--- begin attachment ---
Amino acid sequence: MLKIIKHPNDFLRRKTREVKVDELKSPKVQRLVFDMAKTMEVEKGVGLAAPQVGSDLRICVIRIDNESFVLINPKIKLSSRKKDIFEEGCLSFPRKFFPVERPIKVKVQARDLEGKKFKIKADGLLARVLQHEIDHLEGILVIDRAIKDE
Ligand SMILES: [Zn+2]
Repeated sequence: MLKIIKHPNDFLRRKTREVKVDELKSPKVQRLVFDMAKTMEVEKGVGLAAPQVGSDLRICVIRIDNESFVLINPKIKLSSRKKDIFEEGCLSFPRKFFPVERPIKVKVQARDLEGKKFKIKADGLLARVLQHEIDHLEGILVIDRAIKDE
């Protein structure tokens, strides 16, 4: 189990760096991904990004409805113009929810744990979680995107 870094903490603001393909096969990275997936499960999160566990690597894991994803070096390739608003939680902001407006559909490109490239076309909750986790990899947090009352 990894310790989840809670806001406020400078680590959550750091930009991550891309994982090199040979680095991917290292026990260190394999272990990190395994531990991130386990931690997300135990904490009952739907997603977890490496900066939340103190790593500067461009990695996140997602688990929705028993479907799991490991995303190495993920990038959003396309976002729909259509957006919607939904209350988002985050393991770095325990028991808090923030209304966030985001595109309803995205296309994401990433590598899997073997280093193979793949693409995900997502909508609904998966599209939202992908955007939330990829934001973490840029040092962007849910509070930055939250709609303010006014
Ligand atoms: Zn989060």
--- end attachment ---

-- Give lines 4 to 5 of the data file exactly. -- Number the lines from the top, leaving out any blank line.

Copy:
């Protein structure tokens, strides 16, 4: 189990760096991904990004409805113009929810744990979680995107 870094903490603001393909096969990275997936499960999160566990690597894991994803070096390739608003939680902001407006559909490109490239076309909750986790990899947090009352 990894310790989840809670806001406020400078680590959550750091930009991550891309994982090199040979680095991917290292026990260190394999272990990190395994531990991130386990931690997300135990904490009952739907997603977890490496900066939340103190790593500067461009990695996140997602688990929705028993479907799991490991995303190495993920990038959003396309976002729909259509957006919607939904209350988002985050393991770095325990028991808090923030209304966030985001595109309803995205296309994401990433590598899997073997280093193979793949693409995900997502909508609904998966599209939202992908955007939330990829934001973490840029040092962007849910509070930055939250709609303010006014
Ligand atoms: Zn989060």